Letter from indigenous Mexican man who was denied a US visa to receive an award for internet development


#1

Originally published at: https://boingboing.net/2017/09/14/ikta-kop-collective.html


#2

No address :heavy_plus_sign: no bank account

Not a person

:cry:


#3

Part and parcel of the xenophobia-tinged anti-intellectualism of a declining empire. The U.S. is voluntarily giving up its position as a global beacon for innovators like this man.


#4

https://ranchoelectronico.org/
https://translate.google.ca/translate?hl=en&sl=es&u=https://ranchoelectronico.org/&prev=search


#5

Bah. He was probably trying to get a visa so he could sneak in here and get one of those migrant labor jobs that all Americans want so much.


#6

heart breaking and irrational.


#7

This would be a prime opportunity for the WH to display some humanity and much needed cojones by pulling a few strings and do the right thing for this guy. But I don’t expect that; better to play to the dumbass base and allow the dissing of a young creative doer.


#8

He didn’t want a migrant labor job, or any job for that matter. He’s lazy. He wanted to “go on welfare,” taking advantage of our excellent social services, especially food stamps and free medical care. He would then laugh at us-- probably in his mother’s Tseltal dialect.*

*conventional wisdom; Fox News; Breitbart; right wing FB.


#9

A timely quote from the days of yore;

If you’re White, you’re alright
If you’re Brown, turn around
If you’re Black, GET BACK

The US is the architect of its own demise.


#10

Plus he’s clearly a communist.


#11

Yes. And he wouldl doubtlessly illegally vote for the communist Democrats, all according to their plan.*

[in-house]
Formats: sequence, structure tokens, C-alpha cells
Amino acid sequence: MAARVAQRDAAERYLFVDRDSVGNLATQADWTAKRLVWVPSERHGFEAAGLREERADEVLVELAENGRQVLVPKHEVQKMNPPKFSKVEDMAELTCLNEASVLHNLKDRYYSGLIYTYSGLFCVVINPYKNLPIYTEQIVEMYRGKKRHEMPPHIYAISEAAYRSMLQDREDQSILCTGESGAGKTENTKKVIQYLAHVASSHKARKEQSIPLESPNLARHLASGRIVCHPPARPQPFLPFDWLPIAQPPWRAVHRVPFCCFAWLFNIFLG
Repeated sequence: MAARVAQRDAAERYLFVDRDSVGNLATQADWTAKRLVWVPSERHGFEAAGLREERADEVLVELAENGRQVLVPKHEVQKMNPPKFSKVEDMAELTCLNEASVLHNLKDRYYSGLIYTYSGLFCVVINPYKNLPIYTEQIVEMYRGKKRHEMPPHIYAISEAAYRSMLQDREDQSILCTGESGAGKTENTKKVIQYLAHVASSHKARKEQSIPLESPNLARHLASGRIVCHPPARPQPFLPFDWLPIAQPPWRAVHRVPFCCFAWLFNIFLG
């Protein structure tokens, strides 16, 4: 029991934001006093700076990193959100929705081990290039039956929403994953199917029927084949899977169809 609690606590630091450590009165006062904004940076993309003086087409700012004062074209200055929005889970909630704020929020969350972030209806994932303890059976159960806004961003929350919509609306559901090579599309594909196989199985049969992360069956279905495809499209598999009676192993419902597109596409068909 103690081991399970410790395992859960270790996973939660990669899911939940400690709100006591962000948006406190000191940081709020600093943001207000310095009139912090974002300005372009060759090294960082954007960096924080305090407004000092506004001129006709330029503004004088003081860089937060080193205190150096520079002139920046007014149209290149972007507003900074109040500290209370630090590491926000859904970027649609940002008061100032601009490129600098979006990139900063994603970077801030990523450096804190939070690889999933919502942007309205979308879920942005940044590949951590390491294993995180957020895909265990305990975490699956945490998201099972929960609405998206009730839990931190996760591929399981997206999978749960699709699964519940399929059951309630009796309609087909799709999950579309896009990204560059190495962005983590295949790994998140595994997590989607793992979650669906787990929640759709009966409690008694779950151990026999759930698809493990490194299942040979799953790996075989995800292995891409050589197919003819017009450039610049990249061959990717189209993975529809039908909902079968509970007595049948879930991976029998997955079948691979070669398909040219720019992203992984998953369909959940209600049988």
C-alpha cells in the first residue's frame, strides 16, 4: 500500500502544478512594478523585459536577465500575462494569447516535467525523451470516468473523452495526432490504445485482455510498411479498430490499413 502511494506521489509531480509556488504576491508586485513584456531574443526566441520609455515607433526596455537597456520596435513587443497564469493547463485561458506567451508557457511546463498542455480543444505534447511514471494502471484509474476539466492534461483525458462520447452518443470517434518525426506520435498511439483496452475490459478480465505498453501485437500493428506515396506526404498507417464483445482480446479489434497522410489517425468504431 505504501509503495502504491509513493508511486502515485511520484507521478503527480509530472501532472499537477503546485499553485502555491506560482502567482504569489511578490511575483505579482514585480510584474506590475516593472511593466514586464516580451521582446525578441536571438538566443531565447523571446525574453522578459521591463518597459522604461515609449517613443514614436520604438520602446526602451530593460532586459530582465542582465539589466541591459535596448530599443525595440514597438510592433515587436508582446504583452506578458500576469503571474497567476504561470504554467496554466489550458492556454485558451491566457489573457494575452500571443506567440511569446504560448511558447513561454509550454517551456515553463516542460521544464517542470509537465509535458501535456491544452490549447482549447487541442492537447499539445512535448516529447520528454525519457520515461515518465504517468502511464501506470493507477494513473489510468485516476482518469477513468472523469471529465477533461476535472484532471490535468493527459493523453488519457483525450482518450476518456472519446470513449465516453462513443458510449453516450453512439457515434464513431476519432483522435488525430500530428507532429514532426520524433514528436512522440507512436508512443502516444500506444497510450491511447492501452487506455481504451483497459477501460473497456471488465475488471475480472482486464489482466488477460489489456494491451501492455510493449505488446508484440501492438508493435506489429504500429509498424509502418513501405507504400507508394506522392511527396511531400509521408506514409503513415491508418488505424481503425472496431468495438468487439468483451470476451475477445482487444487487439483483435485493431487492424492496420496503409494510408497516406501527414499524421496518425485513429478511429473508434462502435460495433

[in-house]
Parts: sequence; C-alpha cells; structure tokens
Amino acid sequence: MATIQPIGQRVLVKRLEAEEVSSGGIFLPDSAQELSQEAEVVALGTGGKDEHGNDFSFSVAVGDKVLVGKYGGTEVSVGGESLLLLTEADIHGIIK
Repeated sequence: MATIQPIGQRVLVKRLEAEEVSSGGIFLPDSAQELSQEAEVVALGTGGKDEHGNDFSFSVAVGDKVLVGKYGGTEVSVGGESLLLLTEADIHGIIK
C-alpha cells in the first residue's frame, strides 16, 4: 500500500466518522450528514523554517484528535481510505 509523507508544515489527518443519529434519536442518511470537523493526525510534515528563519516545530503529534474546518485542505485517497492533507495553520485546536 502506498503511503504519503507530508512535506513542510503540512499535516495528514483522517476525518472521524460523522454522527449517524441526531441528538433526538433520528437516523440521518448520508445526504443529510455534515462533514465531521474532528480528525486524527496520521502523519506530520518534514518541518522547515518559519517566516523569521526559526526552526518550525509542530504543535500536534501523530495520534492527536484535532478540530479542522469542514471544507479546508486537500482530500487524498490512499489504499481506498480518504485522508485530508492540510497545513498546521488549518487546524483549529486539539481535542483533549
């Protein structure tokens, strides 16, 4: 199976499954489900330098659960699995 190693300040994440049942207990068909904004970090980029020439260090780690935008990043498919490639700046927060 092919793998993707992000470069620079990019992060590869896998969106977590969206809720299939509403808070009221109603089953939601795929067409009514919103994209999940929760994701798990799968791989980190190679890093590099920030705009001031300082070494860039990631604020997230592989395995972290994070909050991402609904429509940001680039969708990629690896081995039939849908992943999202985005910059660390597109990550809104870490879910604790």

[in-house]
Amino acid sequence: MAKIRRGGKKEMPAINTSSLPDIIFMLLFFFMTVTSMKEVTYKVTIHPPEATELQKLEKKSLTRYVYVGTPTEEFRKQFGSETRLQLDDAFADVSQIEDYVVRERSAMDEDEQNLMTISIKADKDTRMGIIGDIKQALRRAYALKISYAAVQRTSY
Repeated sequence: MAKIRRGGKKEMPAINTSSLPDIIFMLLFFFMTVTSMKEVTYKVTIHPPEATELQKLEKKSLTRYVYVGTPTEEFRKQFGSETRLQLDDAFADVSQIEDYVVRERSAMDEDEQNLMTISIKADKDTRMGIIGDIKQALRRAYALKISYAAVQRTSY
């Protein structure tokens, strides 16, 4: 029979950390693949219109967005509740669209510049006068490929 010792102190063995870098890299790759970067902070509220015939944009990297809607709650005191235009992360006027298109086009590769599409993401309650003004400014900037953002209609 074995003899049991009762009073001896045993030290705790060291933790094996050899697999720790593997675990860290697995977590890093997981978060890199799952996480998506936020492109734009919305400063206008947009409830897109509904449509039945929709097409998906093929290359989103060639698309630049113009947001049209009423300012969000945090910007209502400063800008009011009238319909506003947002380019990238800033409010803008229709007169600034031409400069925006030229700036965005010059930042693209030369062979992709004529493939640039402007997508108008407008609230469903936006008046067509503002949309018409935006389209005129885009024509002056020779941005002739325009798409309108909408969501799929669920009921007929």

*Source: email forwarded to me by my uncle.


#12

160 USD, minimum wage in Mexico at about 4.50 USD. That’s 35 days wages.

You would think this would be spelled out somewhere in the application process. “These are the bare minimum requirements to apply for a visa”

You should be able to deny a visa without question, that’s not what I’m arguing here, but do you really need 160 bucks from poor people without bank accounts that bad?


#13

You’re absolutely right, the US doesn’t need that, and that’s not even the purpose of the requirement. The US Consulate also doesn’t need to intimidate and humiliate applicants for visas to the US. I have more than one Mexican friend who refuse to renew their visas to the U.S. because they don’t want to put up with our consular officials’ attitudes. These are people who have traveled throughout the Americas, Europe, Asia and Australia. They have good jobs in Mexico, no desire to overstay a visa, and yet U.S. consular officials treat them like thieves casing the joint.

On the other hand, any fine, young USian scholar with a passport can get on a plane to the Yucatan, no visa required, and:


#14

Oddly enough there is nothing on the Embassy or Department of State website that indicates that any of those things are required.

The closest it gets is:

Applicants for B visas must demonstrate their intention to enter the U.S. for a temporary period, solely for the purpose of tourism and/or short-term business. Applicants must also demonstrate sufficient funds to cover travel expenses during their stay in the U.S.; as well as sufficient social, economic, and other ties to their home country to compel the applicant to return after a temporary and lawful visit.

I guess it’s the last one that got him.

After all any one who can’t prove they got lots of money, an address that an US consular official recognises as such but can show that they’ve spent a lot of time and effort trying to help and support their local community clearly can’t demonstrate “sufficient social, economic and other ties to their home country”. /s

It’s the economic ties that are obviously important here.


#15

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